The other gap that could show up is that employee experience actually thwarts the customer experience. One of the most common examples I've seen with clients is where employees in call centers are measured by the volume and speed of handling incoming calls instead of the quality of the service. Now, as long as you aren't promising quality customer service or quality customer experience as part of your promises, that's not a problem because that's sort of workplace practice is going to drive a fast outcome with customers, but not necessarily in effective one. Another thing I see time after time in my clients is employees not being empowered in working with customers. So it takes a customer multiple calls or multiple conversations to get resolution.
In summary, all organizations, regardless of size, when thinking about talent experience work, that works starts with who the organization says they are and then connecting talent experience work to customer experience work.
Now, if a company starts with just these two things, believe it or not, that company will start to break through the sea of sameness regardless of size.
Now, let's discuss what large companies can do to break through the sea of sameness. This is after the two foundational items we just discussed. Much like when we were talking about messaging, large companies have such diversity of locations and roles that creating a distinctive work experience can be challenging. Perhaps even more challenging though, as someone who worked for a fortune five company, is prioritizing the talent experience work. There can be so much to tackle and address as a large organization that prioritizing the work and budgets can end up wasting months or even years, much less garnering alignment from many leaders, doing your stakeholder management and keeping all those ducks in a row over an extended period of time. I've been there done that. It's not, it's fun. It's super challenging.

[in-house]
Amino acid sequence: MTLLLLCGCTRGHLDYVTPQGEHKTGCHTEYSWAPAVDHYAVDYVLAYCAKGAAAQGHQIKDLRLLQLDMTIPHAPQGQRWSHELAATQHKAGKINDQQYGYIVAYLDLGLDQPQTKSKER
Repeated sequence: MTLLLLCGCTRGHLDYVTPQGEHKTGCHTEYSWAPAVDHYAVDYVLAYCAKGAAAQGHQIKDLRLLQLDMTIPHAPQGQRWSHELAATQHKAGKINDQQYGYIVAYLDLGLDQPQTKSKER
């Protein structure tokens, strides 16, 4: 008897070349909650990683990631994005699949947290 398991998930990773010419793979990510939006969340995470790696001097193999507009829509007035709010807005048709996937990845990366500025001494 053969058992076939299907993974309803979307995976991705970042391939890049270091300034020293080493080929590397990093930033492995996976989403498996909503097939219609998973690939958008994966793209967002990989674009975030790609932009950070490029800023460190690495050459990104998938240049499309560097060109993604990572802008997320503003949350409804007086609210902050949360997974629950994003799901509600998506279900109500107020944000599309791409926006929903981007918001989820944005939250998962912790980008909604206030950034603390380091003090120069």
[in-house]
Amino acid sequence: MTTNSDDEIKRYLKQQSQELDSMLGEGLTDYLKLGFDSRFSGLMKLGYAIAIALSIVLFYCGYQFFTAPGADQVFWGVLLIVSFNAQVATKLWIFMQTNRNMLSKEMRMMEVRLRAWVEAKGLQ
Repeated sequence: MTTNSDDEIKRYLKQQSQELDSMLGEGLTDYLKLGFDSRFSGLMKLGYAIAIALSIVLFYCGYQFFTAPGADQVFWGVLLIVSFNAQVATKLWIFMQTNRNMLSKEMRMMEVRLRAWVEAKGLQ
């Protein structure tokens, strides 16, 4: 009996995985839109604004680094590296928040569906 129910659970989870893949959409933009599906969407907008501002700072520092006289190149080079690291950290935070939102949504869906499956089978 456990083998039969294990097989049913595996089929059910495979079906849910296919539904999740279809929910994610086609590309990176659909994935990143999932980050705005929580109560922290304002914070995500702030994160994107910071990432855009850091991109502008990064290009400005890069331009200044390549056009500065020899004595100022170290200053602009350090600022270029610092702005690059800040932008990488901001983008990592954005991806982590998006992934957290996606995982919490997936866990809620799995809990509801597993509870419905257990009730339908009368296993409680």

My recommendation, which will be your business case and your prioritization all in one, is start with the talent that drives your competitive advantage and the talent that is critical to your business model. I don't mean you only impact the talent experience for these two groups of talent. Rather that these groups will tell you what parts of the talent experience to prioritize. They can be your pilot grips positively impacting their experience first, and then you roll it out across the rest of your employees. And this is everything. This is systems, processes, benefits, recognition, rewards, training, development, opportunity for advancement, workplace policies and practices spoken and unspoken. And by golly, make sure you have an ongoing listening strategy for these groups of employees to get constant feedback on what is or is not moving the dial for them in their experience and their enablement to do their jobs. And perhaps the most important part of the work with these groups would be culture, work manager and leader training. Make sure these groups have managers who are really well equipped to develop and lead talent.
Also assuming like most organizations, your large company took a stance on racial justice. This is where you want to be really sure you start to close the gap on any disparity of work experiences with these talent groups. Like, well beyond the typical internship programs to build talent, actually examining the workspace, the leadership mindset and workplace practices that may be creating an environment that's not conducive to talent being able to show up as their full whole selves to contribute at the level that they know that they're capable of and, therefore, that talent then doesn't advance or continue to build their careers with your organization. Start those efforts with this talent group, because that diversity of perspective and experience when you're talking about creating competitive advantage, wow, that is serious business ROI just right on the table for you.
Continuing to look at our prese